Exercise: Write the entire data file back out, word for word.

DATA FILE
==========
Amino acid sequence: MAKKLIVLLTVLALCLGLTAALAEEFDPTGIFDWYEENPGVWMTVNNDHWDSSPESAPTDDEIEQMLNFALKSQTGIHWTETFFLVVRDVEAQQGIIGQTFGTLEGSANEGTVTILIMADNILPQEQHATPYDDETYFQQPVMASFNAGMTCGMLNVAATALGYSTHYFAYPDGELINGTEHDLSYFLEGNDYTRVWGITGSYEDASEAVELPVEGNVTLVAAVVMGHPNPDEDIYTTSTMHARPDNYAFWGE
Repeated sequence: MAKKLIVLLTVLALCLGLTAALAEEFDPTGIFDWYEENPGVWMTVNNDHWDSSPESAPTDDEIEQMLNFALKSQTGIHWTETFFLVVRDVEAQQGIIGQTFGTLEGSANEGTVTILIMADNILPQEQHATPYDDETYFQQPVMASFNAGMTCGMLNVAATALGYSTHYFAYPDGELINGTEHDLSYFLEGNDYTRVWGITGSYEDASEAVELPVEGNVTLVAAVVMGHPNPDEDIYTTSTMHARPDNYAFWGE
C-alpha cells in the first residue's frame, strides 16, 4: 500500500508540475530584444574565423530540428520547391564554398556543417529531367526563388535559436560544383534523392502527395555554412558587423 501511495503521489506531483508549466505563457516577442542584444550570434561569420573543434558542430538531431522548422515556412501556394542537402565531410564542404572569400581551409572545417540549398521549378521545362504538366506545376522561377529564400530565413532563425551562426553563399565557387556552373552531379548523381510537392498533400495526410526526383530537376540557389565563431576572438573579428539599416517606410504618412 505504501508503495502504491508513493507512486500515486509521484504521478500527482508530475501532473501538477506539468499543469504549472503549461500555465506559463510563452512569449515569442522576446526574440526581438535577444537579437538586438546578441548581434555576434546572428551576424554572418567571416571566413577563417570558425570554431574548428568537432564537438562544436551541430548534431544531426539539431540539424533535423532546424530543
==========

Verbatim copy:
Amino acid sequence: MAKKLIVLLTVLALCLGLTAALAEEFDPTGIFDWYEENPGVWMTVNNDHWDSSPESAPTDDEIEQMLNFALKSQTGIHWTETFFLVVRDVEAQQGIIGQTFGTLEGSANEGTVTILIMADNILPQEQHATPYDDETYFQQPVMASFNAGMTCGMLNVAATALGYSTHYFAYPDGELINGTEHDLSYFLEGNDYTRVWGITGSYEDASEAVELPVEGNVTLVAAVVMGHPNPDEDIYTTSTMHARPDNYAFWGE
Repeated sequence: MAKKLIVLLTVLALCLGLTAALAEEFDPTGIFDWYEENPGVWMTVNNDHWDSSPESAPTDDEIEQMLNFALKSQTGIHWTETFFLVVRDVEAQQGIIGQTFGTLEGSANEGTVTILIMADNILPQEQHATPYDDETYFQQPVMASFNAGMTCGMLNVAATALGYSTHYFAYPDGELINGTEHDLSYFLEGNDYTRVWGITGSYEDASEAVELPVEGNVTLVAAVVMGHPNPDEDIYTTSTMHARPDNYAFWGE
C-alpha cells in the first residue's frame, strides 16, 4: 500500500508540475530584444574565423530540428520547391564554398556543417529531367526563388535559436560544383534523392502527395555554412558587423 501511495503521489506531483508549466505563457516577442542584444550570434561569420573543434558542430538531431522548422515556412501556394542537402565531410564542404572569400581551409572545417540549398521549378521545362504538366506545376522561377529564400530565413532563425551562426553563399565557387556552373552531379548523381510537392498533400495526410526526383530537376540557389565563431576572438573579428539599416517606410504618412 505504501508503495502504491508513493507512486500515486509521484504521478500527482508530475501532473501538477506539468499543469504549472503549461500555465506559463510563452512569449515569442522576446526574440526581438535577444537579437538586438546578441548581434555576434546572428551576424554572418567571416571566413577563417570558425570554431574548428568537432564537438562544436551541430548534431544531426539539431540539424533535423532546424530543